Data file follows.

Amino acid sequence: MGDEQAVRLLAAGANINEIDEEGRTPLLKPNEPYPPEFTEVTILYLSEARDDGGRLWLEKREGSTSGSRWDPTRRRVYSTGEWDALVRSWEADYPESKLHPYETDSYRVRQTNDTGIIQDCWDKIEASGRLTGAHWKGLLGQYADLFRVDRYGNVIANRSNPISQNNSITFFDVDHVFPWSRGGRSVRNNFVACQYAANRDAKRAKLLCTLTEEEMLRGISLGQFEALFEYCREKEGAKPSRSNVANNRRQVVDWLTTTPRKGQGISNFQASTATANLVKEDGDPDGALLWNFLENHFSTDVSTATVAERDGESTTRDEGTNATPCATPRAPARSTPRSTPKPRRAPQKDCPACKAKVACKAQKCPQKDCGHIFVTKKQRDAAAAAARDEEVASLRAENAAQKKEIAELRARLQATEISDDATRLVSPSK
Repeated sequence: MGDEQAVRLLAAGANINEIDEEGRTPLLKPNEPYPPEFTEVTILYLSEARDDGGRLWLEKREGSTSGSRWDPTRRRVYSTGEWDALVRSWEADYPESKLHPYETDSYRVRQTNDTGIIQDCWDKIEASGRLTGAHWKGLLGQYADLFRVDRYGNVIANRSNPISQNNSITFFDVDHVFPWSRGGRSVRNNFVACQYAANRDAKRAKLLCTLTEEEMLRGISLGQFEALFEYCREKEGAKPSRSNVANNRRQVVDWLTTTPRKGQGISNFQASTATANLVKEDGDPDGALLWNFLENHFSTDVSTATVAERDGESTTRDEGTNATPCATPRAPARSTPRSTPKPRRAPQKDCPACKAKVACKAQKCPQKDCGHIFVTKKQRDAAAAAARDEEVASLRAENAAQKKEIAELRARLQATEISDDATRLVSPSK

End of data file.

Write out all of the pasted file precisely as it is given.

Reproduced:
Amino acid sequence: MGDEQAVRLLAAGANINEIDEEGRTPLLKPNEPYPPEFTEVTILYLSEARDDGGRLWLEKREGSTSGSRWDPTRRRVYSTGEWDALVRSWEADYPESKLHPYETDSYRVRQTNDTGIIQDCWDKIEASGRLTGAHWKGLLGQYADLFRVDRYGNVIANRSNPISQNNSITFFDVDHVFPWSRGGRSVRNNFVACQYAANRDAKRAKLLCTLTEEEMLRGISLGQFEALFEYCREKEGAKPSRSNVANNRRQVVDWLTTTPRKGQGISNFQASTATANLVKEDGDPDGALLWNFLENHFSTDVSTATVAERDGESTTRDEGTNATPCATPRAPARSTPRSTPKPRRAPQKDCPACKAKVACKAQKCPQKDCGHIFVTKKQRDAAAAAARDEEVASLRAENAAQKKEIAELRARLQATEISDDATRLVSPSK
Repeated sequence: MGDEQAVRLLAAGANINEIDEEGRTPLLKPNEPYPPEFTEVTILYLSEARDDGGRLWLEKREGSTSGSRWDPTRRRVYSTGEWDALVRSWEADYPESKLHPYETDSYRVRQTNDTGIIQDCWDKIEASGRLTGAHWKGLLGQYADLFRVDRYGNVIANRSNPISQNNSITFFDVDHVFPWSRGGRSVRNNFVACQYAANRDAKRAKLLCTLTEEEMLRGISLGQFEALFEYCREKEGAKPSRSNVANNRRQVVDWLTTTPRKGQGISNFQASTATANLVKEDGDPDGALLWNFLENHFSTDVSTATVAERDGESTTRDEGTNATPCATPRAPARSTPRSTPKPRRAPQKDCPACKAKVACKAQKCPQKDCGHIFVTKKQRDAAAAAARDEEVASLRAENAAQKKEIAELRARLQATEISDDATRLVSPSK